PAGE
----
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Hoffmann, R. A wiki for the life sciences where authorship matters. Nature Genetics (2008)

Histone H2A subtypes associate interchangeably in vivo with histone H2B subtypes.

The yeast Saccharomyces cerevisiae contains two primary sequence subtypes of histone H2B (H2B1 and H2B2) and of H2A (H2A1 and H2A2). Mutants in each of the H2B subtypes have been used to show previously that yeast cells lacking one or the other, but not both, of the H2B proteins are viable. Because H2A protein interacts in the nucleosome with H2B, we wished to determine whether specific H2A subtypes must interact with specific H2B subtypes. We describe experiments in which frameshift mutations were introduced into both of the H2A genes in vitro and the mutant genes integrated into the yeast genome, replacing the wild-type H2A genes by a subsequent recombination. Using these mutant (hta1- and hta2-) strains we find that neither H2A gene has a unique essential function during any phase of the yeast life cycle, although strains homozygous for hta1- grow more slowly. However, one functional H2A gene is required for viability because cells mutant in both H2A genes arrest at spore germination prior to bud separation. By combining these H2A mutations with the H2B mutations obtained previously, we show that all combinations of H2A and H2B subtypes produce viable cells. From these genetic experiments and electrophoretic analysis of the histone proteins of these mutants we conclude that the H2A subtypes can associate interchangeably with the H2B subtypes.[1]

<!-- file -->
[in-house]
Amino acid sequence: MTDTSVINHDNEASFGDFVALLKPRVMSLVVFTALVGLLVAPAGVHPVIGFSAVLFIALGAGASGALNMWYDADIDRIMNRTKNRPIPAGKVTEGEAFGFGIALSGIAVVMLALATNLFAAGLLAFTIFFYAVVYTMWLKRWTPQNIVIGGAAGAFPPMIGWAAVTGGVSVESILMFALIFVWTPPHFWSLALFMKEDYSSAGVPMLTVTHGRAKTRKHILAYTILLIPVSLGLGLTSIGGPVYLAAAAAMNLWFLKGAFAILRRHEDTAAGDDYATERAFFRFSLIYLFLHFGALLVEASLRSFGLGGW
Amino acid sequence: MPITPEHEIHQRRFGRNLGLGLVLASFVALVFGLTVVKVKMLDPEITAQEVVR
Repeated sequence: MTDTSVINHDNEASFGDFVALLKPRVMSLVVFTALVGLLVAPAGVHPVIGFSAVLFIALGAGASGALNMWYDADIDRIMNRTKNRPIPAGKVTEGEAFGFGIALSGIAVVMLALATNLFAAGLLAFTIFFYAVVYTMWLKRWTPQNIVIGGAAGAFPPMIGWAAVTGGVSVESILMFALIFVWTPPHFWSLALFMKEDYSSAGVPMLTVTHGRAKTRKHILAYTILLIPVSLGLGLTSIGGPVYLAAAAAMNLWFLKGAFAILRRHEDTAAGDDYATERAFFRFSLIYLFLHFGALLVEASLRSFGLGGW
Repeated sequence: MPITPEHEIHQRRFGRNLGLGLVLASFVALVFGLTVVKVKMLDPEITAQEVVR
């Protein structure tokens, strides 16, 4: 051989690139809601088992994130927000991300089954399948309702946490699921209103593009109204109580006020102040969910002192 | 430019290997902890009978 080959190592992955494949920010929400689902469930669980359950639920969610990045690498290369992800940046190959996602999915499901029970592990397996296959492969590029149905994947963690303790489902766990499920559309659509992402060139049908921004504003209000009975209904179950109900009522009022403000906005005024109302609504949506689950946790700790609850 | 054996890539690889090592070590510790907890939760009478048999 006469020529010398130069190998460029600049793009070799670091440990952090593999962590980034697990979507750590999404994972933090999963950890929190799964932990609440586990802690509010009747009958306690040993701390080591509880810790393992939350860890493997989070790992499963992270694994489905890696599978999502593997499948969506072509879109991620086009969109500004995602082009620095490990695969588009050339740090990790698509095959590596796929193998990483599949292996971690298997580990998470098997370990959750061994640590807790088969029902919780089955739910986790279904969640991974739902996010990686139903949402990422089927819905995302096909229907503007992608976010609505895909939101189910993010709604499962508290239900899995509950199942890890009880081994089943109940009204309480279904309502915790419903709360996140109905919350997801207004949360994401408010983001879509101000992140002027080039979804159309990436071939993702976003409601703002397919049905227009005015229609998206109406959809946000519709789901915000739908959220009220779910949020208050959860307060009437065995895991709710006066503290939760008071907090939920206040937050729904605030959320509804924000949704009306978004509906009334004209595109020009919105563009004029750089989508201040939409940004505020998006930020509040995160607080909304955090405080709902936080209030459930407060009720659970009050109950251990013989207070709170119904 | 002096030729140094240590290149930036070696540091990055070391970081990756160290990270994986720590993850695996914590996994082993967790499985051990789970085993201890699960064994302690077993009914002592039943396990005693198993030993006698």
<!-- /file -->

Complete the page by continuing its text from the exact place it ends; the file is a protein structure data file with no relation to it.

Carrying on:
1. Histone H2A subtypes associate interchangeably in vivo with histone H2B subtypes. Kolodrubetz, D., Rykowski, M.C., Grunstein, M. Proc. Natl. Acad. Sci. U.S.A. (1982) [Pubmed]
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